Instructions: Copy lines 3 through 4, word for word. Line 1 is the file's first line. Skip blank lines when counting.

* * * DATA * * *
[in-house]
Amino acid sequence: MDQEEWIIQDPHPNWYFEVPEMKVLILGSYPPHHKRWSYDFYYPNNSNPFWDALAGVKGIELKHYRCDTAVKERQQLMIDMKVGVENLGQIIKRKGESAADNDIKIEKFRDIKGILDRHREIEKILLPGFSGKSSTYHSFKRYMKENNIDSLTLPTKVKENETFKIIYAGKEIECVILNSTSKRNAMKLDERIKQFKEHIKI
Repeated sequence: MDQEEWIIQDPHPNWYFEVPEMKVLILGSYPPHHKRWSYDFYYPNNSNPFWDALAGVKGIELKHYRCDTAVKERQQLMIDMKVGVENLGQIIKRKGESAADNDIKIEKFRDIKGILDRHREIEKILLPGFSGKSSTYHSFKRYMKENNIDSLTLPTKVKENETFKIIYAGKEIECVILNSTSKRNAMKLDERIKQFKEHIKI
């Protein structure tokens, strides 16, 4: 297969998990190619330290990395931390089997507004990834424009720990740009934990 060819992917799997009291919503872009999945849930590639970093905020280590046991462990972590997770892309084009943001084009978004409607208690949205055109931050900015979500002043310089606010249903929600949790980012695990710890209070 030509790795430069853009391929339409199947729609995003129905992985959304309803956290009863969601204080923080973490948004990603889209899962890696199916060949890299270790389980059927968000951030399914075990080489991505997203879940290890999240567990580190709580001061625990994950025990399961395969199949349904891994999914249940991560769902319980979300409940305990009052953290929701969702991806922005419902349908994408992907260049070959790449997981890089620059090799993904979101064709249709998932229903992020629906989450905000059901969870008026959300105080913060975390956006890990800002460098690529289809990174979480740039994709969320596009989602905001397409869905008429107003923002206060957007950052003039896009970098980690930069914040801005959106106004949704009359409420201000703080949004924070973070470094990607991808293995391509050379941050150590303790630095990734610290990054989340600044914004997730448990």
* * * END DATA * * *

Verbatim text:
Repeated sequence: MDQEEWIIQDPHPNWYFEVPEMKVLILGSYPPHHKRWSYDFYYPNNSNPFWDALAGVKGIELKHYRCDTAVKERQQLMIDMKVGVENLGQIIKRKGESAADNDIKIEKFRDIKGILDRHREIEKILLPGFSGKSSTYHSFKRYMKENNIDSLTLPTKVKENETFKIIYAGKEIECVILNSTSKRNAMKLDERIKQFKEHIKI
């Protein structure tokens, strides 16, 4: 297969998990190619330290990395931390089997507004990834424009720990740009934990 060819992917799997009291919503872009999945849930590639970093905020280590046991462990972590997770892309084009943001084009978004409607208690949205055109931050900015979500002043310089606010249903929600949790980012695990710890209070 030509790795430069853009391929339409199947729609995003129905992985959304309803956290009863969601204080923080973490948004990603889209899962890696199916060949890299270790389980059927968000951030399914075990080489991505997203879940290890999240567990580190709580001061625990994950025990399961395969199949349904891994999914249940991560769902319980979300409940305990009052953290929701969702991806922005419902349908994408992907260049070959790449997981890089620059090799993904979101064709249709998932229903992020629906989450905000059901969870008026959300105080913060975390956006890990800002460098690529289809990174979480740039994709969320596009989602905001397409869905008429107003923002206060957007950052003039896009970098980690930069914040801005959106106004949704009359409420201000703080949004924070973070470094990607991808293995391509050379941050150590303790630095990734610290990054989340600044914004997730448990």